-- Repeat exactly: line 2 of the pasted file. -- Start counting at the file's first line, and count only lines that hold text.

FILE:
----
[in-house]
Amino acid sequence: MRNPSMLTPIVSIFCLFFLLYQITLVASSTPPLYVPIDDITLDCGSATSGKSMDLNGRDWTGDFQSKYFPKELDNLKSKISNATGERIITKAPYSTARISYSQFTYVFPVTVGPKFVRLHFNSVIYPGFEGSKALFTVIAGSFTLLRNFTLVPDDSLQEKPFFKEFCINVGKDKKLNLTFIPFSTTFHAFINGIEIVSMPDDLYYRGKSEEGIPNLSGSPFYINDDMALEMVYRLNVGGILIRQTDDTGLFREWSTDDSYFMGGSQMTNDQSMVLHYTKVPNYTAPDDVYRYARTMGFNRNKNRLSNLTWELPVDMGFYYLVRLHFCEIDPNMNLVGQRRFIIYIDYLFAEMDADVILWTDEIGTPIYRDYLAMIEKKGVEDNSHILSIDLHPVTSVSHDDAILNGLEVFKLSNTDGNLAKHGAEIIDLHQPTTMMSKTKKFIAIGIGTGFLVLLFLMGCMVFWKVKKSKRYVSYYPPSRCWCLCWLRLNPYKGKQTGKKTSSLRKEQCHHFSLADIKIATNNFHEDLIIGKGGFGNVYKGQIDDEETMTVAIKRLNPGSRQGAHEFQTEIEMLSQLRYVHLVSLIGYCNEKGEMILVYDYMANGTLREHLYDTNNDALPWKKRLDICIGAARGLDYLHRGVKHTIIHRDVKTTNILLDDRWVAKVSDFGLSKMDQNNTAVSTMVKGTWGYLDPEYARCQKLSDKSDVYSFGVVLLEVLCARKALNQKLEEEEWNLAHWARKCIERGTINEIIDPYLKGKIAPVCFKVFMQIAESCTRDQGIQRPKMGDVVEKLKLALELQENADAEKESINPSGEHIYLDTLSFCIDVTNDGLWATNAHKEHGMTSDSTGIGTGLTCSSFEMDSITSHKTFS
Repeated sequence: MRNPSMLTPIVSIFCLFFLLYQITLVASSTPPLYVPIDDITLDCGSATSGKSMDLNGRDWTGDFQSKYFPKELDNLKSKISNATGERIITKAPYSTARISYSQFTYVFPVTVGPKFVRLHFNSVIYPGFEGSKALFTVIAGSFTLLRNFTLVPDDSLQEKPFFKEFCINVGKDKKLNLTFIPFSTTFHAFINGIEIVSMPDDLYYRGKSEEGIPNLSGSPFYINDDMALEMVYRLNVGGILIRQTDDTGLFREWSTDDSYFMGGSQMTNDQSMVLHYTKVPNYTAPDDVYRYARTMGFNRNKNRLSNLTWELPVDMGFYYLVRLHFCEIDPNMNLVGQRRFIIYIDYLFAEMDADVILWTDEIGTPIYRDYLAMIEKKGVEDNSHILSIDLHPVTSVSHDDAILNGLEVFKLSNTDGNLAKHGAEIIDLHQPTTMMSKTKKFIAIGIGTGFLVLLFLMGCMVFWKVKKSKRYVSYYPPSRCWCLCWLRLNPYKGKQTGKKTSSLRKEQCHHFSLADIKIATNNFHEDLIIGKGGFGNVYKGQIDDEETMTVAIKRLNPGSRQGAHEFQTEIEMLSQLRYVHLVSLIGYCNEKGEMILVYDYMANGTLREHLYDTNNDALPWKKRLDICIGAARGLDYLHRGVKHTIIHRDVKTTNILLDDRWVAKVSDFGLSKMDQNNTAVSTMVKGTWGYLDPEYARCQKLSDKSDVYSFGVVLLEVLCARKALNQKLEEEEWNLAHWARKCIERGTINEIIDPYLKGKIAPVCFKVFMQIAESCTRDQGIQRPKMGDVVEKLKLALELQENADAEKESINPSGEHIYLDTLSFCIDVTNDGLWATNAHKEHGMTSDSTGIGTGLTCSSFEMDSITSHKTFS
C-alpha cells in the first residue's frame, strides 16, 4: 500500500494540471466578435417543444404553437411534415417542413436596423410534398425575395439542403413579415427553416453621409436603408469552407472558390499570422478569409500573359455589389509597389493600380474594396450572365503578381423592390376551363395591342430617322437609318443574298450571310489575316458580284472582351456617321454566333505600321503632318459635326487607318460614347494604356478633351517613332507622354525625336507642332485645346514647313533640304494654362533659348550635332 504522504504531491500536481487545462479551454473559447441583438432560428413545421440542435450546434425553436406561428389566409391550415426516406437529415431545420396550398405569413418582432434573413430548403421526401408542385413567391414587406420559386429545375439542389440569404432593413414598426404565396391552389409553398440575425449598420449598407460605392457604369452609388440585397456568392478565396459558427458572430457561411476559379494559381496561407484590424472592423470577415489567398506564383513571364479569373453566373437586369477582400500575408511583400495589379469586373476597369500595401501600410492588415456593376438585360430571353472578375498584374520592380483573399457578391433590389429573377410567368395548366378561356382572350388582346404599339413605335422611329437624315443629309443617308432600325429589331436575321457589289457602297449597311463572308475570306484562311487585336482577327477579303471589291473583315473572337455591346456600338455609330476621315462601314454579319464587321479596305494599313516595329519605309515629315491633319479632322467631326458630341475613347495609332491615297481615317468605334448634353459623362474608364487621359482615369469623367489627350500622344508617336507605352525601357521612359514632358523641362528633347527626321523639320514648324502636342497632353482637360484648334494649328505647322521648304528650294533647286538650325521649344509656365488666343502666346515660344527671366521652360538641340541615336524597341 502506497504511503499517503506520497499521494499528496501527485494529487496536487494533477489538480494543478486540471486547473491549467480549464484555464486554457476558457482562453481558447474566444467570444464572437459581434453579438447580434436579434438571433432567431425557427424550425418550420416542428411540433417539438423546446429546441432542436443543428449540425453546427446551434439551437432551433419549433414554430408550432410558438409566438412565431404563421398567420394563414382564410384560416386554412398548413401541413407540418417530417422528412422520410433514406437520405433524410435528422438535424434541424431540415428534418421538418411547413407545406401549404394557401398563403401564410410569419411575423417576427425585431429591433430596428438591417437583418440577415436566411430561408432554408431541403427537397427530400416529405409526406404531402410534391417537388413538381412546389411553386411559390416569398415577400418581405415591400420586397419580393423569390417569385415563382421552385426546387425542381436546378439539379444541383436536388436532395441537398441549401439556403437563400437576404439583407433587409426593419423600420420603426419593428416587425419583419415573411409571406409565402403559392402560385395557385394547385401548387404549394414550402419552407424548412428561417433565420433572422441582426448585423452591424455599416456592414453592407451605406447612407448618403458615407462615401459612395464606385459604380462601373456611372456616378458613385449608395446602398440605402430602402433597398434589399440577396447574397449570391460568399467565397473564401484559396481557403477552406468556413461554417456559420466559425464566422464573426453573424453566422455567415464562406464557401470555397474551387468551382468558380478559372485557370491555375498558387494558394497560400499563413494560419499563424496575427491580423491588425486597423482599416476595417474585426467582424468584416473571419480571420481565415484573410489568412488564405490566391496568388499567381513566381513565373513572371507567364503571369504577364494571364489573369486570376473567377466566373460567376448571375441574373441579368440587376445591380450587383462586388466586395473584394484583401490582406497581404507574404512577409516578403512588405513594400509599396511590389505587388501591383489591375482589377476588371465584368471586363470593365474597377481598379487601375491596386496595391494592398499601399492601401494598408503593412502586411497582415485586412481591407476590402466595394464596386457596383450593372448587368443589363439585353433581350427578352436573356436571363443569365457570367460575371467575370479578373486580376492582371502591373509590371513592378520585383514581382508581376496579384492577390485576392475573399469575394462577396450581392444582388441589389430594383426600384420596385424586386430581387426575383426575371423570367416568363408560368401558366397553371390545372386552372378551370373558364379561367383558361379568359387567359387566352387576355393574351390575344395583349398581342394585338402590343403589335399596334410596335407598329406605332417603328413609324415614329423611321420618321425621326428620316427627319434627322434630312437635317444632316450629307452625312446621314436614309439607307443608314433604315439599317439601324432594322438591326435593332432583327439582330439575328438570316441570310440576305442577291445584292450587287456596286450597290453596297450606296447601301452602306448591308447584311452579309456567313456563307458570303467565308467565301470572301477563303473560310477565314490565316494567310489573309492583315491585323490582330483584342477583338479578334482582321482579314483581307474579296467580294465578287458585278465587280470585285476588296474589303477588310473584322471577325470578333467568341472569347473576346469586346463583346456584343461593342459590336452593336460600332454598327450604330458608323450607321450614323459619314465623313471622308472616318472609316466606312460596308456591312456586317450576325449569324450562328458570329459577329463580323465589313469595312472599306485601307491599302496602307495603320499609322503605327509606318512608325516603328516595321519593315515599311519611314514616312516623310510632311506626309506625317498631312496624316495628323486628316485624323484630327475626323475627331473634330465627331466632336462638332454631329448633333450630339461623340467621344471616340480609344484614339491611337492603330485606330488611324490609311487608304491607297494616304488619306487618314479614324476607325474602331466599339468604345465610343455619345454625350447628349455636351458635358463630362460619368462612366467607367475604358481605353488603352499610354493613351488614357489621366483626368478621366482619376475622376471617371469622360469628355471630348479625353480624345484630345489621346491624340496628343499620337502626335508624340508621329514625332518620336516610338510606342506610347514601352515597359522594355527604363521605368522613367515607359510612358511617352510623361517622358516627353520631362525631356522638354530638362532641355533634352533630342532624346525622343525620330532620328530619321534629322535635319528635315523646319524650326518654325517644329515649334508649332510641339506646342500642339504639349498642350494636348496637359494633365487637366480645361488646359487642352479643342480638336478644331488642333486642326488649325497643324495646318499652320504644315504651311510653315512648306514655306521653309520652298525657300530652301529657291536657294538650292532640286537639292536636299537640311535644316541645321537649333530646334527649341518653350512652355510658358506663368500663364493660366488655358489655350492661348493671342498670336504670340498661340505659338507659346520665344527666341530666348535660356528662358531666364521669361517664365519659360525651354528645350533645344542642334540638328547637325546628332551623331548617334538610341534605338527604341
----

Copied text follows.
Amino acid sequence: MRNPSMLTPIVSIFCLFFLLYQITLVASSTPPLYVPIDDITLDCGSATSGKSMDLNGRDWTGDFQSKYFPKELDNLKSKISNATGERIITKAPYSTARISYSQFTYVFPVTVGPKFVRLHFNSVIYPGFEGSKALFTVIAGSFTLLRNFTLVPDDSLQEKPFFKEFCINVGKDKKLNLTFIPFSTTFHAFINGIEIVSMPDDLYYRGKSEEGIPNLSGSPFYINDDMALEMVYRLNVGGILIRQTDDTGLFREWSTDDSYFMGGSQMTNDQSMVLHYTKVPNYTAPDDVYRYARTMGFNRNKNRLSNLTWELPVDMGFYYLVRLHFCEIDPNMNLVGQRRFIIYIDYLFAEMDADVILWTDEIGTPIYRDYLAMIEKKGVEDNSHILSIDLHPVTSVSHDDAILNGLEVFKLSNTDGNLAKHGAEIIDLHQPTTMMSKTKKFIAIGIGTGFLVLLFLMGCMVFWKVKKSKRYVSYYPPSRCWCLCWLRLNPYKGKQTGKKTSSLRKEQCHHFSLADIKIATNNFHEDLIIGKGGFGNVYKGQIDDEETMTVAIKRLNPGSRQGAHEFQTEIEMLSQLRYVHLVSLIGYCNEKGEMILVYDYMANGTLREHLYDTNNDALPWKKRLDICIGAARGLDYLHRGVKHTIIHRDVKTTNILLDDRWVAKVSDFGLSKMDQNNTAVSTMVKGTWGYLDPEYARCQKLSDKSDVYSFGVVLLEVLCARKALNQKLEEEEWNLAHWARKCIERGTINEIIDPYLKGKIAPVCFKVFMQIAESCTRDQGIQRPKMGDVVEKLKLALELQENADAEKESINPSGEHIYLDTLSFCIDVTNDGLWATNAHKEHGMTSDSTGIGTGLTCSSFEMDSITSHKTFS